Eugene’s Hot Chicken so hot it’s cool

Eugene’s Hot Chicken so hot it’s cool
Eugene's Hot Chicken offers its chicken at various levels of hotness, and owner Zebbie Carney has worked to make each flavor distinctive. (Brittany Faush / Alabama NewsCenter)

Which comes first? The hot chicken restaurant or the food truck?

Zebbie Carney, owner of Eugene’s Hot Chicken, had his sights set on a restaurant. An executive chef who wanted his own place, he entered REV Birmingham’s inaugural Big Pitch in 2014 hoping to jumpstart that dream with the (then) $10,000 grand prize. He didn’t win the big bucks, but as one of 10 finalists, he did get lots of valuable exposure and advice.

Each Big Pitch finalist spent some 30 hours prior to the “Shark Tank”-style event in intensive workshops with mentors from successful area businesses. REV, an economic development organization that helps small businesses define and achieve their goals, made sure contestants had access to graphic designers, legal and financial advice, marketing professionals and business coaches.

In his pitch, Carney (who has since served as a Big Pitch judge) promised that his restaurant would be “awesome, exciting, fresh, something fun” with food for “the foodies, the millennials” – for everyone, really.

Carney also graduated from Birmingham’s CO.STARTERS program. A partnership among REV, Create Birmingham and MAKEbhm, this program helps aspiring business owners focus on the details of an entrepreneurial idea – the nitty-gritty of it all – in order to create a truly viable concept.

“It gave me a new way of thinking,” Carney says. “When I wrote the business plan, the restaurant was first. But when you realize the expenses that go into a restaurant, you need to start small. So we started with a truck. We thought when we outgrow the truck, then we’ll do a brick-and-mortar.”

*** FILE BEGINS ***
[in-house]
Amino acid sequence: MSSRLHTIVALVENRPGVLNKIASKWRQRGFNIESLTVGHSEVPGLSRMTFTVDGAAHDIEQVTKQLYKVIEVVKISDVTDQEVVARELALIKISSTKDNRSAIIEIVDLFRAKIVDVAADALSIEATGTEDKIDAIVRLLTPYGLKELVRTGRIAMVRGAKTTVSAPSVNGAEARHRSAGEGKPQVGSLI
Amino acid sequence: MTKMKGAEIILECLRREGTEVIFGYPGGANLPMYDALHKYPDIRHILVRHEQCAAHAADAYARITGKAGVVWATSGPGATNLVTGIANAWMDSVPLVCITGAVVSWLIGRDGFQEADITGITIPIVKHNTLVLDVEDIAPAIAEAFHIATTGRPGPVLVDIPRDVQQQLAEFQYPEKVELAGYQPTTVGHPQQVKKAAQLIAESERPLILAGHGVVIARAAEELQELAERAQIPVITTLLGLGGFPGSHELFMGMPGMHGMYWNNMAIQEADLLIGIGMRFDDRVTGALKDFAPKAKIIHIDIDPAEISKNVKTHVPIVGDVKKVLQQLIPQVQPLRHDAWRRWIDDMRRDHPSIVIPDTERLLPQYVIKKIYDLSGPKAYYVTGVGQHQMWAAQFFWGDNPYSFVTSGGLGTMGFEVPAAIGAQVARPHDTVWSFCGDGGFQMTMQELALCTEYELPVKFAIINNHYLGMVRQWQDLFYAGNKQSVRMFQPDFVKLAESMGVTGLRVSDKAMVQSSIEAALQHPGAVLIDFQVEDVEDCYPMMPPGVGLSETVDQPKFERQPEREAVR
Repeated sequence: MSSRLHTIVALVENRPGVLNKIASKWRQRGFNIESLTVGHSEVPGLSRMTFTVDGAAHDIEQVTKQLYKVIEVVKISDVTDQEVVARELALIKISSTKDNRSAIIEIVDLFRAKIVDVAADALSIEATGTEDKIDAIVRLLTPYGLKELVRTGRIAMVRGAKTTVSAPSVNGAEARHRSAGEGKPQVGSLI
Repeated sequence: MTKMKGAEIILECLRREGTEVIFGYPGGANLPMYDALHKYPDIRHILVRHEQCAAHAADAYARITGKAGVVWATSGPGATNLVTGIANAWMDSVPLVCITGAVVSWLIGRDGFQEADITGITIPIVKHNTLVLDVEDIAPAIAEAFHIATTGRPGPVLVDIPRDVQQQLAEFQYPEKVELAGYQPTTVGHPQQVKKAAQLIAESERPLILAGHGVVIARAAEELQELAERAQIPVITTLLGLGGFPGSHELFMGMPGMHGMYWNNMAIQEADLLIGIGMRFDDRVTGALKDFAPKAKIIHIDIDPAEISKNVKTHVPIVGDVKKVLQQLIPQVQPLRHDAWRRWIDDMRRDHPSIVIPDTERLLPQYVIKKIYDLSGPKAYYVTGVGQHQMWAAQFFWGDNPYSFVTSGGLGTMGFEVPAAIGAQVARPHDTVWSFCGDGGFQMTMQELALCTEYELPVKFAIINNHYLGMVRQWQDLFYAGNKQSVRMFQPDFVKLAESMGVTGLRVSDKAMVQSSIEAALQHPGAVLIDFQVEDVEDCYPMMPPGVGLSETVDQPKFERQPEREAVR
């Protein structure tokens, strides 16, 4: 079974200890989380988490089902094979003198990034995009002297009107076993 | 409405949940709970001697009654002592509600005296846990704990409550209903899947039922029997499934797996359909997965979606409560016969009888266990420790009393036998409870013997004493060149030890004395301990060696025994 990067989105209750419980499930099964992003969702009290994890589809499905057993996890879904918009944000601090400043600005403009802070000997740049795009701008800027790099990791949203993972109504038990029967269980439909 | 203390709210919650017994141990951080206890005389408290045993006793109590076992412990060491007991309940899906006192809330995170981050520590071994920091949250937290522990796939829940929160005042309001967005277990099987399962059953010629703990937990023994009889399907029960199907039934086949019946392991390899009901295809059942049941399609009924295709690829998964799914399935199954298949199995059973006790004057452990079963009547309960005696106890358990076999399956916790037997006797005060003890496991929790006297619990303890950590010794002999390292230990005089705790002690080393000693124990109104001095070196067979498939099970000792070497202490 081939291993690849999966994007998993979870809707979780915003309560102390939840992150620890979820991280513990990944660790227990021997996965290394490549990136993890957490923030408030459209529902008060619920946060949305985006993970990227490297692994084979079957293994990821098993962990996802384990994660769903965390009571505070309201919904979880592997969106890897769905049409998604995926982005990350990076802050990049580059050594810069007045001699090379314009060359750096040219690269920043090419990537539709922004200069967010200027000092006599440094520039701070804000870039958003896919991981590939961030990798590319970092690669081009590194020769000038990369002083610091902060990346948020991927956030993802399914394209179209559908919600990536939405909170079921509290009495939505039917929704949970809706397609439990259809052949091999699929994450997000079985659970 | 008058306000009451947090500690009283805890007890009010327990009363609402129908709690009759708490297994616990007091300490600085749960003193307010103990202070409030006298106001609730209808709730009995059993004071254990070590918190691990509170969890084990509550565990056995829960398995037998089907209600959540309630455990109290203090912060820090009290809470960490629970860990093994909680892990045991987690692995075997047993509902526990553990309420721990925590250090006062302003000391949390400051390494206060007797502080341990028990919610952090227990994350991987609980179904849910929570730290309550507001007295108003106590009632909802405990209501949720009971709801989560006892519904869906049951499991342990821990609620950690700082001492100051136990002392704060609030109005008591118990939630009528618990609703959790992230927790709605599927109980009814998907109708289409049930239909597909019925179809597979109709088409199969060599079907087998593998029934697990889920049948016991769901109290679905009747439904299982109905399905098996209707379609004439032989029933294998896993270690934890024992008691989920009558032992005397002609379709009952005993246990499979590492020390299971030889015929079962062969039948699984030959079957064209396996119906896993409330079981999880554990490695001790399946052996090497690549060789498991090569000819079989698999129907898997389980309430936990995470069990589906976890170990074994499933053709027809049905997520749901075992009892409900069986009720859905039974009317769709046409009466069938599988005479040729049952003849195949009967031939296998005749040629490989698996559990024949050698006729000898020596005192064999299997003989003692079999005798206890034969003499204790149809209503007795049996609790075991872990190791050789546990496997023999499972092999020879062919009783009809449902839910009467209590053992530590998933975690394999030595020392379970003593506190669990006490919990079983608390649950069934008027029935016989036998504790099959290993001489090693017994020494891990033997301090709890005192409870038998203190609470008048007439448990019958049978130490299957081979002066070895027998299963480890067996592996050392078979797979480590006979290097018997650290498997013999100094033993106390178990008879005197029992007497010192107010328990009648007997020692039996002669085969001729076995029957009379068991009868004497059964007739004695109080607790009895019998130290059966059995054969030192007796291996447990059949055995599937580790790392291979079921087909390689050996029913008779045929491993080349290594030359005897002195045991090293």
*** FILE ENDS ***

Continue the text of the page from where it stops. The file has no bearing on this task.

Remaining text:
Eugene’s Hot Chicken has the recipe for success from Alabama NewsCenter on Vimeo.

Hot magic

Carney tested Birmingham’s appetite for Nashville’s hot chicken with some pop-up restaurants before rolling out his food truck in October 2015 with two items: chicken tenders and wings.

Two years later, he realized his dream of a brick-and-mortar eatery – on the south side of Uptown, just around the corner from the Greater Birmingham Convention & Visitors Bureau – but he’s still putting miles on the #BigRedTruck that first got this city’s attention.

Carney is a Nashville native who grew up eating Prince’s Hot Chicken, and every time he went home he would say to himself: “Man, we gotta open a hot chicken restaurant in Birmingham!”

While Music City-inspired, Eugene’s Hot Chicken is definitely a Magic City original.

“Hot chicken is hotter in Nashville,” says Carney, who focuses as much on the flavor as the heat. “My heat levels are Southern-fried chicken – no heat at all – just regular fried chicken, or you can get Mild, Hot, Hot Damn or Stupid. We added a Hot Damn for the restaurant. Mild is just a touch of heat. You get a little burn, but not too much.

“People always ask us for ‘medium,’ but we don’t have anything between Mild and Hot. You’re going mild, or you gotta go hot. Hot is hotter, but it’s a little sweet – it’s got the best of both worlds. The Hot Damn, it’s hot! It’s got a little sweet, too, but it’s also got some smokiness to it. Every level I got, I try to get a little unique with the spices. Stupid Hot is self-explanatory. You eat that at your own risk.” (There are ghost peppers involved.)